We are currently talking to some rural congregations about the connection they have with the prisons in their community, and how we might develop those relationships more fully. I’ll talk more about that down the track – it’s a really exciting new direction – but a lovely part of the process at the moment is the time we are spending with rural communities hearing about their motivations and passions for being involved.*
There were two big areas of conversation with the members of one rural community yesterday: the first was on what difference faith can make in the prison. Chaplains are not allowed to proselytise – the potential for manipulation is too high. Prisoners are surrounded by psychologist and self-improvement programs. What is it that those representing faith can do? And, as importantly, what is the promise that faith can make and then deliver?
‘These Christians,’ said Alex, on my second visit into the prison, ‘They promise the world and then they give you an atlas’.
As I drove home from the meeting last night, I caught the end of a radio interview. I have no idea what the program was [i was waiting for the news about leadership spills!], or who was being interviewed, but the I heard him say that the primary question for his faith was not ‘what do you believe in?’, but ‘in what do you invest your life?’. He said he could no longer invest his life in ideas about God, but that didn’t mean he’d lost faith. His primary investment now was in justice and love; they were the things worth living for, even if they came to no end. That was the other big area of conversation yesterday – how much working in the prison changes your life. It becomes your investment.
I’ve learnt that someone has the potential to be a good chaplain when they talk about how they will change in the process, and how they don’t think they have what it takes to do this well. It seems that those who think they are cut out for it find it hard to recognise the holy ground they’re walking on…
The cliche about prison life is that I am actually integrated into it, ruined by it, when my accommodation to it is so overwhelming that I can no longer stand or even imagine freedom, life outside prison, so that my release brings about a total psychic breakdown, or at least gives rise to a longing for the lost safety of prison life. The actual dialectic of prison life, however, is somewhat more refined. Prison in effect destroys me, attains a total hold over me, precisely when I do not fully consent to the fact that I am in prison but maintain a kind of inner distance towards it, stick to the illusion that ‘real life is elsewhere’ and indulge all the time in daydreaming about life outside, about nice things that are waiting for me after my release or escape. I thereby get caught in the vicious cycle of fantasy, so that when, eventually, I am released, the grotesque discord between fantasy and reality breaks me down. The only true solution is therefore fully to accept the rules of prison life and then, within the universe governed by these rules, to work out a way to beat them. In short, inner distance and daydreaming about Life Elsewhere in effect enchain me to prison, whereas full acceptance of the fact that I am really there, bound by prison rules, opens up a space for true hope.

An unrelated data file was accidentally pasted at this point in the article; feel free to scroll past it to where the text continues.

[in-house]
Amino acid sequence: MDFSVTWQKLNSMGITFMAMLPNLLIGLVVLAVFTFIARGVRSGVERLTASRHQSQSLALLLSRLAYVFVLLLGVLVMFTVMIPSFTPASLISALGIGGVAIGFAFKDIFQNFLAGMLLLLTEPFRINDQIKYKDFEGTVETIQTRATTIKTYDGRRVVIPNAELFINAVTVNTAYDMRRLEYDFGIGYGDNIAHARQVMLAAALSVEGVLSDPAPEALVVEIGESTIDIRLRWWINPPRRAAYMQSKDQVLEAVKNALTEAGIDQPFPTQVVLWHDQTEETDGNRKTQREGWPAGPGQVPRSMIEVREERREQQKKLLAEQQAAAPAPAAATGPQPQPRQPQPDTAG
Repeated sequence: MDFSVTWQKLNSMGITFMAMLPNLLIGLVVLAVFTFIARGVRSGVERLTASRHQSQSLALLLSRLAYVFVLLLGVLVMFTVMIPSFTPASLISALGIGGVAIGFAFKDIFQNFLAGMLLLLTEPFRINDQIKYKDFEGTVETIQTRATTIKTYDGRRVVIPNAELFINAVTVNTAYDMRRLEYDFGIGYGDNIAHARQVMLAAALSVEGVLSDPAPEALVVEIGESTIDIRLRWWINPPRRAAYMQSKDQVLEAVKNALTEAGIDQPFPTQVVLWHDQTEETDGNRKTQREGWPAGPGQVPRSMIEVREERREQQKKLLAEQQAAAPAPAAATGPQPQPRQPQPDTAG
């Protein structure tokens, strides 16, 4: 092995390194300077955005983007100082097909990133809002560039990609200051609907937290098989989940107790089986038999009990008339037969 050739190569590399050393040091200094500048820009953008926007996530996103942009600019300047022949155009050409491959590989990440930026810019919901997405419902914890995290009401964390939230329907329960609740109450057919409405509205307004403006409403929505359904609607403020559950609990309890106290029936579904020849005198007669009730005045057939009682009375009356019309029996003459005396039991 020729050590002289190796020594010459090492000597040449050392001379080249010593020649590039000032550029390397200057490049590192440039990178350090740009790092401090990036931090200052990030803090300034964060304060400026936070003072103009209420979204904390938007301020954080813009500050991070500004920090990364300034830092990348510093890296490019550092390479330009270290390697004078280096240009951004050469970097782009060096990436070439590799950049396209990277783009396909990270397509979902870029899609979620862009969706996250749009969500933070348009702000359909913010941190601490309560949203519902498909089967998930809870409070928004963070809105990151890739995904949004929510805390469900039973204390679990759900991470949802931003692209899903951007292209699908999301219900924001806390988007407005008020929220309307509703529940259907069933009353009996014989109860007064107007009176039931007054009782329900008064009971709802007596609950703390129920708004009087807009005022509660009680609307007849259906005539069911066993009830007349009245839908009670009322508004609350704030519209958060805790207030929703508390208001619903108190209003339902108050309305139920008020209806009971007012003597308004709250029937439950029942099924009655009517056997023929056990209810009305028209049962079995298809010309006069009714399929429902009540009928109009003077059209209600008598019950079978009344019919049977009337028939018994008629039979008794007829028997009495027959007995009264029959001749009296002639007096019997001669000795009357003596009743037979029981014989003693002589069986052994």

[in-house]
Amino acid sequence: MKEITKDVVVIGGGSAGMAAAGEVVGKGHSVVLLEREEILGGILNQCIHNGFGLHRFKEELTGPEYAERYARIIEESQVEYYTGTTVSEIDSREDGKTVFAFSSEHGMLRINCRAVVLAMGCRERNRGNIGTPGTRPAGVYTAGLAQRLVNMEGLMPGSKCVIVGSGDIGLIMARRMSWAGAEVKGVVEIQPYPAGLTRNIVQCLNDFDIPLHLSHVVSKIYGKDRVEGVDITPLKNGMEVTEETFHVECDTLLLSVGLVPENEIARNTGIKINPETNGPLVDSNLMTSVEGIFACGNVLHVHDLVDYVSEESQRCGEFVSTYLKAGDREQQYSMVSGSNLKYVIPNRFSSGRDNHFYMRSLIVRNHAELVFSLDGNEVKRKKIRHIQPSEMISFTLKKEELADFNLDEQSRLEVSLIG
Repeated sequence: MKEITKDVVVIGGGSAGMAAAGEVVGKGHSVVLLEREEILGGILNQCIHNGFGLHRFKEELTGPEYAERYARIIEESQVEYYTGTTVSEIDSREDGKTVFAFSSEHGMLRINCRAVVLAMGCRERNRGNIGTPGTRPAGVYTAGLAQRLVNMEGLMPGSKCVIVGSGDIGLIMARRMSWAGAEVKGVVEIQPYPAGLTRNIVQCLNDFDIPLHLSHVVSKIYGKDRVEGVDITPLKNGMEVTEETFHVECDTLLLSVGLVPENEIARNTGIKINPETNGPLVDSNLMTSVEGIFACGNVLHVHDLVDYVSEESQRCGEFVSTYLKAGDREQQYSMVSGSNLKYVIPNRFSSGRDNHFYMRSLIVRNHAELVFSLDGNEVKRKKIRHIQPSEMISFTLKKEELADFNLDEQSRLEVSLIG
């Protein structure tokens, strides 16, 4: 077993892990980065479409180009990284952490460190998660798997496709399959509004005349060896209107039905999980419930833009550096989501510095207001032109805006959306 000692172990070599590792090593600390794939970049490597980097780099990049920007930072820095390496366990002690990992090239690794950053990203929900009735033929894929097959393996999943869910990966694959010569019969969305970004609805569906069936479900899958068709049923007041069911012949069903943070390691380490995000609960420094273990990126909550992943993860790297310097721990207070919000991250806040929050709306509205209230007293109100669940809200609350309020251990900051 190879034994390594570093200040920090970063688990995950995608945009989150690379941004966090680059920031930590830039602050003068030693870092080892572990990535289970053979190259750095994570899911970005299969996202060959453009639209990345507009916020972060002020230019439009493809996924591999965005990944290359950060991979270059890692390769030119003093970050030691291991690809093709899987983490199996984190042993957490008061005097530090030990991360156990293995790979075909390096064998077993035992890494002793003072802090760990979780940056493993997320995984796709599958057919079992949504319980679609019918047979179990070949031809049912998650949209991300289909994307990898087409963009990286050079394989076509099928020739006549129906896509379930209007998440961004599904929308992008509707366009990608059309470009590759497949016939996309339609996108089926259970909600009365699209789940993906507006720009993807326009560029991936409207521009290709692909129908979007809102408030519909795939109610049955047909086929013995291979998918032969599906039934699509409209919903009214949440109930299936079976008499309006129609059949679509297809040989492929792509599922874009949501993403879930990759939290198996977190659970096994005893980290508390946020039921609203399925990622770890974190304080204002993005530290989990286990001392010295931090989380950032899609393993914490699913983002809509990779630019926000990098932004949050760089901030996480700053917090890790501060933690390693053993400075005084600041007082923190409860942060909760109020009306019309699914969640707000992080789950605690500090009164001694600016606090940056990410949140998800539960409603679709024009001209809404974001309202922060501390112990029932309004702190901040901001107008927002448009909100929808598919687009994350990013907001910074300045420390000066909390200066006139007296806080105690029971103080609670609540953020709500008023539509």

Slavo Zizek, The Fragile Absolute
*It’s times like this where i love being part of a denomination. I know many people are saying that the religious institutions have passed their time, and are no longer places for innovation and experiment, but i’d be devastated if denominations were to end. So much of what we do in the prison and broader community is possible only because we are a denomination. The major decision making and policy implementing bodies within our community are constructed in a way that relies on communication with institutions – I’m not prepared to let our institution go until that reality changes. Denominations are trusted with this because we have a history that lasts beyond any one person or generation; we have the depth of resources and breadth of wisdom that means we are worth listening to. We have proven that we carry through on promises and can [to a large part] be trusted with people’s vulnerabilities.
That doesn’t mean to say that I think everyone has to be part of a denomination, that i don’t think there are some fundamentally sick things about institutions, or that i don’t want denominations to change – but i get disheartened by those who refuse to acknowledge what it is that would be lost if the institution were to fold, and who define institutions by rigidity and lack of imagination. Of course, if you think the stuff of the church is simply local then none of that matters. But if you think the church has a broader role to play within the community and world, then we need to stay faithful to those collections of people and communities that together have a chance of making that happen.